Most financial markets are only slowly getting worried about the possibility of a U.S. debt default, but in one tiny corner of the bond market things are starting to look a little panicky.

Investors on Tuesday dumped one-month Treasury bills due for payment after October 17, the date the Treasury Department has warned it will no longer have the cash to pay all of its obligations unless Congress raises its borrowing limit, known as the debt ceiling. Every day that passes after that date raises the risk the government will default on some of its debt. These short-term bills will probably be the first to go unpaid.

As you can see in the following chart from bond-market tracker Tradeweb, Tuesday's selloff drove interest rates on these 1-month bills to higher levels even than during the August 2011 debt-ceiling crisis, which resulted in the U.S. government losing its "AAA" credit rating. T-bill rates are the highest since the Lehman Brothers collapse in the fall of 2008. (Story continues after chart.)

rate spike

Interest rates and bond prices move in opposite directions. When investors have less of an appetite for Treasury debt, the U.S. government has to pay higher interest to attract them. Already money-market funds, which traffic in short-term debt and took a beating during the Lehman crisis, are avoiding some U.S. Treasury debt, Reuters reports. That means U.S. borrowing costs go up.

Let's repeat that: As a result of House Republicans holding the U.S. debt ceiling hostage because of "spending" or "Obamacare" or "disrespect" or whatever their reason du jour, the U.S. government's debt situation will get worse. As a result of this spike in rates, the government is paying more to borrow for one month than it does to pay for one year, a freak occurrence.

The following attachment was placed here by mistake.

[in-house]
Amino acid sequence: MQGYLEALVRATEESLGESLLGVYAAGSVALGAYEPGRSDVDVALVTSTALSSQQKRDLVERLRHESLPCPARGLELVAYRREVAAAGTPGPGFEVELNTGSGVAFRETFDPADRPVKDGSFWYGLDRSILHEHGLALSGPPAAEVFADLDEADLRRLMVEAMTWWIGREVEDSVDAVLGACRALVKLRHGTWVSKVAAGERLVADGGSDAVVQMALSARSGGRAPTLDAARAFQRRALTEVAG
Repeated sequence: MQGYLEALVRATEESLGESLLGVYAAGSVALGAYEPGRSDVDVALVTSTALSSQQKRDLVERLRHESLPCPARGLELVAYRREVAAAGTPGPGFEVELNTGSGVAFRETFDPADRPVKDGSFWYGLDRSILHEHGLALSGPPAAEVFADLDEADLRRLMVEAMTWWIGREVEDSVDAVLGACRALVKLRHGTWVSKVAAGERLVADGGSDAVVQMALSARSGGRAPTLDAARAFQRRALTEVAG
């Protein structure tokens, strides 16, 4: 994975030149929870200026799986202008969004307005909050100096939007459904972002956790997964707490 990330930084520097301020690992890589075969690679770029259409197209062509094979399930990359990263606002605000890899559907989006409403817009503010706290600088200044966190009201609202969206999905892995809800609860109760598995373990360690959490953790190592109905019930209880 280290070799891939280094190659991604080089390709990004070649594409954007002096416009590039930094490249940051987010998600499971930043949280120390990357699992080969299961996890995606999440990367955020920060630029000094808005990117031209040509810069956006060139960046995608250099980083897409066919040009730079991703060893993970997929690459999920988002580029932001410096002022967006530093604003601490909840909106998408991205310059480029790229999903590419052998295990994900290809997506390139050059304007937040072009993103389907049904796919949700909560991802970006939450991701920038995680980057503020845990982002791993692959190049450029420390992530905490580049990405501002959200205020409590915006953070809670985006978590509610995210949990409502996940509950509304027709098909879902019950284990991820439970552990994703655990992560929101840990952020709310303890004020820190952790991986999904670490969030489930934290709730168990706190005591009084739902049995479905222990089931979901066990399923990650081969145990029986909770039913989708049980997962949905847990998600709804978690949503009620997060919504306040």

We need to keep this scary chart in perspective. This selloff is mainly affecting T-bills that mature in the next month or so. Bills that come due later in November are behaving normally: Markets, in other words, are expecting Congress to come to its senses fairly soon.

Rates on bills are still nowhere near where they were before the Lehman crisis -- even with Tuesday's spike, the government was paying a little more than 0.3 percent to borrow for a month, compared with about 1.6 percent at the time of Lehman's bankruptcy. The markets obviously do not yet see this as a Lehman-like event. Give them time!

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